Thursday, December 31, 2009

InsideHigherEd: Obsolete Learning Technologies

According to the Silicon Alley Insider, 21 technologies have become obsolete by 2009. Some will be missed (such as coursepacks!). You can read the details and comments from the InsideHigherEd article.

What learning technologies have become obsolete this decade? Here are eight examples:

1. Scantron Sheets

2. Overhead Projectors and Transparencies

3. Classroom VCR/DVD Players

4. Course Packs and Course Readers

5. Photocopiers

6. Microfiche

7. Language and Computer Labs

8. Paper Journals and Periodicals?

Wednesday, December 23, 2009

A Decade in Review: Events that Changed Our Lives

The Detroit Free Press has an alphabetical list of events that have changed our lives this past decade. It's amazing to think that things we take for granted now have only been around within the past 10 years. I will list a sample, but you must read the five-page article for more details.
AIRPORTS: Remember when you didn't have to take your shoes off before getting on a plane? Remember when you could bring a bottled drink on board? Terrorism changed all that.

ALTERNATIVE MEDICINE: From acupuncture to herbal supplements to alternative ways of treating cancer, alternative medicine became more mainstream than ever.

APPS: There's an app for that! The phrase comes from Apple iPhone advertising, but could apply to the entire decade's gadget explosion, from laptops to GPS systems (want your car to give you directions to Mom's house in Chinese, or by a Frenchwoman named Virginie? There was an app for that.)

AARP cards ... for boomers! Some prominent Americans turned 50 this decade: Madonna. Prince. Ellen DeGeneres. The Smurfs. Michael Jackson — who also died at 50. And some prominent "early boomers" turned 60: Bruce Springsteen and Meryl Streep, for example.

AGING: Nobody seemed to look their age anymore: Clothes for 50-year-old women started looking more like clothes for 18-year-olds, tweens looked more like teens, long hair was popular for all ages, and in many ways women's fashion seemed to morph into one single age group.


Merry Christmas and have a Happy New Year! See you in 2010!

Sunday, December 20, 2009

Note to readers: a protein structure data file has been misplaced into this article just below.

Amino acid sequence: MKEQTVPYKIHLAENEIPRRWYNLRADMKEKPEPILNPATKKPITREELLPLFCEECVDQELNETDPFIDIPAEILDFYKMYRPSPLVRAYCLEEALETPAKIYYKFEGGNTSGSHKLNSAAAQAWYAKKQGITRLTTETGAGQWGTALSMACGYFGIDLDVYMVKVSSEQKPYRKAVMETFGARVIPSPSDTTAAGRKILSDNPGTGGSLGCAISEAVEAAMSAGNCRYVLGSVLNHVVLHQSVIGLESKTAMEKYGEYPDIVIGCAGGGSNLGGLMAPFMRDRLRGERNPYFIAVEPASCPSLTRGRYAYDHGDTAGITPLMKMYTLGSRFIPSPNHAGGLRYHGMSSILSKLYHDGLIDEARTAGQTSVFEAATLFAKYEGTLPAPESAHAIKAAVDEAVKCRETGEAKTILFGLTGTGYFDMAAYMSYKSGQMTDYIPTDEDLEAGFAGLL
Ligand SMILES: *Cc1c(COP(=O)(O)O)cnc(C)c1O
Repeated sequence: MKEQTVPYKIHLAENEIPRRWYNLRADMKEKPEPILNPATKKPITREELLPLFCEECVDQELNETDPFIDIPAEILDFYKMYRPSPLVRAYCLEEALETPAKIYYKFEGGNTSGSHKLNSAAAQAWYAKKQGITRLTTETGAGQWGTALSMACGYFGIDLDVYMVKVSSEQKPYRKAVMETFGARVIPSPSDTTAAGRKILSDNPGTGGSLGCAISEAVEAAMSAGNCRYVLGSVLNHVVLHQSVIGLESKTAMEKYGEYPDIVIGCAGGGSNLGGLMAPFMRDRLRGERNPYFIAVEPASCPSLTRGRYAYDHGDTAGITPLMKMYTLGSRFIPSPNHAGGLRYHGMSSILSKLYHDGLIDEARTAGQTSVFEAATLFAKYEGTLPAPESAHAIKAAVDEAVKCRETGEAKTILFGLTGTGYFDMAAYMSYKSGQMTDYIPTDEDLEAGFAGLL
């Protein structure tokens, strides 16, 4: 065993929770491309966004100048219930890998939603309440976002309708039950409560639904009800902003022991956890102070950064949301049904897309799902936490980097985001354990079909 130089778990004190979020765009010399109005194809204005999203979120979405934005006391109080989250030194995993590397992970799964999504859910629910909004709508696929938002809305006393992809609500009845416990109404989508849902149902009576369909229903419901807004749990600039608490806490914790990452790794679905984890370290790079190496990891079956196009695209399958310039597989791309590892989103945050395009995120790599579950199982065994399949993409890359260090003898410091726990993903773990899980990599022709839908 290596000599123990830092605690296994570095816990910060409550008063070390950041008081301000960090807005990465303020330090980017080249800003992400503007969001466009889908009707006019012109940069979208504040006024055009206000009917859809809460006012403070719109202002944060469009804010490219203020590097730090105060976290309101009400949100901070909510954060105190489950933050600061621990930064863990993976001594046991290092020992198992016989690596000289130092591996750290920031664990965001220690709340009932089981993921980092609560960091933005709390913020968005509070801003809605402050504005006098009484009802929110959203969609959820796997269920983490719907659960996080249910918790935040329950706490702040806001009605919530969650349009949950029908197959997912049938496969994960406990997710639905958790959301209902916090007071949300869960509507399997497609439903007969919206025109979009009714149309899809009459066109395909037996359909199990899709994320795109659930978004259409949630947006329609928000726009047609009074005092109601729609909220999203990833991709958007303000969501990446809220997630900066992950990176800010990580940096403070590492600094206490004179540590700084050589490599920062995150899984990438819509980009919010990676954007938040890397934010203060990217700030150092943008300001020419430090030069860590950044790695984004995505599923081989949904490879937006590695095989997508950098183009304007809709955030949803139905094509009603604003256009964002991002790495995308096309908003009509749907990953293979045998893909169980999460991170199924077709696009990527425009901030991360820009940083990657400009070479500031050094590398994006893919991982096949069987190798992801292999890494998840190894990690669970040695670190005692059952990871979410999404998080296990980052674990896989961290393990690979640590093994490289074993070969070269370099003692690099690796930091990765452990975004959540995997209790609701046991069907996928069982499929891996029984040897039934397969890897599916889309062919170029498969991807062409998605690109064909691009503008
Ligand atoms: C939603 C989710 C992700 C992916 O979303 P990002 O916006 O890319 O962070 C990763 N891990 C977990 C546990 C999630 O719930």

33 Reasons Why Libraries and Librarians Are Still Important in the Digital Age

I found this article by Will Sherman stating 33 reasons why libraries and librarians are still important today as society enters the digital age. Information literacy and outreach instruction will become more important in the near future so that librarians, also known as information professionals, can educate diverse populations on how to effectively search for information. I won't list every reason on this blog, but it highlights some of the important skills librarians learn and practice: ensuring people have the best access to information. The digital divide is still real and widening around the globe. Computers (particularly the Internet) alone cannot replace the libraries, but it can complement libraries. Various organizations have adapted to cultural and social changes over the years (libraries are no different).

Friday, December 18, 2009

Link: Why You Should Fall to Your Knees and Worship a Librarian

I found this blog post on a LiveJournal site, and instantly laughed at this common question ("Why are you in school for that?"). If friends, relatives, or strangers ever ask why you are pursuing a degree in library and information science, heed these author's words!

Thursday, December 17, 2009

Fall 2009 Reflections

I am officially done with finals! One semester down!

I survived my first semester in graduate school! Yay! This semester flew by quickly, and the workload was quite intensive. I had moments where I thought I couldn't handle the workload. My peers came from diverse educational and geographic backgrounds. We are specializing in different areas (a strong benefit for the school). I took two foundation courses, two specialization electives, and a cognate in another school.